In Captain Towles' company (B), commanded by Lieut. B. R. Womack, Privates J. D. Smith, Douglass Brien, and J. T. Pennington are mentioned as having distinguished themselves by their bravery and daring.

In Company D, commanded by Lieut. J. L. Jones, and subsequently, after the wounding of Lieutenant Jones, by Lieut. R. C. Smartt, Private John Roberts, a very young soldier, behaved with the greatest coolness and bravery throughout the whole action. He was frequently in advance of his company, was knocked down twice by spent balls, and had his gun shattered to pieces. He is but fifteen years old, but displayed the coolness and courage of a veteran.

In Company F, Capt. Edward J. Wood, Lieut. C. C. Brewer is spoken of in the highest terms for cool bravery and gallant bearing. the lead and imitating the example of his captain, one of the bravest cf the brave, he was ever at the head of the men, his gallant captain only in advance, cheering them on to the conflict, and ever and anon dropping one of the Yankees as his eye would chance to light upon him. Privates Abe Boren and Isaac L. Ray, of the same company, also greatly distinguished themselves, and are spoken of in the highest terms by their comrades and their captain.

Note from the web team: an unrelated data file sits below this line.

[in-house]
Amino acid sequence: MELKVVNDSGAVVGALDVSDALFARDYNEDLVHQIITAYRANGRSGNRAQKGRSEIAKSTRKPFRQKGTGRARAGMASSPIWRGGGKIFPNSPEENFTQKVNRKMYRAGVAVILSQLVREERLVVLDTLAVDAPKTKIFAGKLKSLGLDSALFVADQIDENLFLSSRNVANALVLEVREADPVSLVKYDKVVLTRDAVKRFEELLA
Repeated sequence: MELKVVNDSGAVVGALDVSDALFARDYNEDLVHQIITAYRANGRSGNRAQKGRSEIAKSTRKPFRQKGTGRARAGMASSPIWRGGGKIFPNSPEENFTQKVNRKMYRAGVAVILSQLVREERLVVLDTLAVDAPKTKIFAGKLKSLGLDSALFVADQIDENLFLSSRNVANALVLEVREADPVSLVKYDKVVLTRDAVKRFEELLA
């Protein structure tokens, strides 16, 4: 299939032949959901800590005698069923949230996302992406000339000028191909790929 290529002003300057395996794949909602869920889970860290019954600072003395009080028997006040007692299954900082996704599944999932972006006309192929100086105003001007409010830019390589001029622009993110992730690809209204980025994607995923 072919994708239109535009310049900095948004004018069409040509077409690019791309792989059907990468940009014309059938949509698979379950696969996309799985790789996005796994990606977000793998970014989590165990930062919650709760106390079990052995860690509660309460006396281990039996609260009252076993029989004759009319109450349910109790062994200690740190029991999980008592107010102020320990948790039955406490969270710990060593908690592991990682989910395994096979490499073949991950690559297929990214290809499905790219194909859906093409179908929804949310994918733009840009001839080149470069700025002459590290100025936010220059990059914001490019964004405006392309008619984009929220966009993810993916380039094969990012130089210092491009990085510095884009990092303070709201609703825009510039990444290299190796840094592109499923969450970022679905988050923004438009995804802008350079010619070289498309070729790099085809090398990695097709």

Lieut. George S. Deakius, of Capt. W. D. Stewart's company (K), was also conspicuous throughout the engagement for coolness and gallant behavior. It is no doubt invidious to single out instances of this kind. Officers and men all did well, considering that they were raw and inexperienced, and they were out Saturday night, the whole regiment on picket duty, and consequently unrefreshed.

There is one other exception, to which duty compels me to allude. Capt. L. L. Dearman, commanding company I, acted in a very unbecoming and cowardly manner. Several times I had to threaten to shoot him for hiding far back in the rear of his men.

Respectfully submitted.

B. J. Hill, Colonel, Comdg. Fifth Tennessee Regiment, Provisional Army. Maj. Powhatan Ellis, Jr., Asst. Adjt. Gen., Second Brigade, Third Army Corps.

1 this regiment afterwards known as the Thirty-Fifth.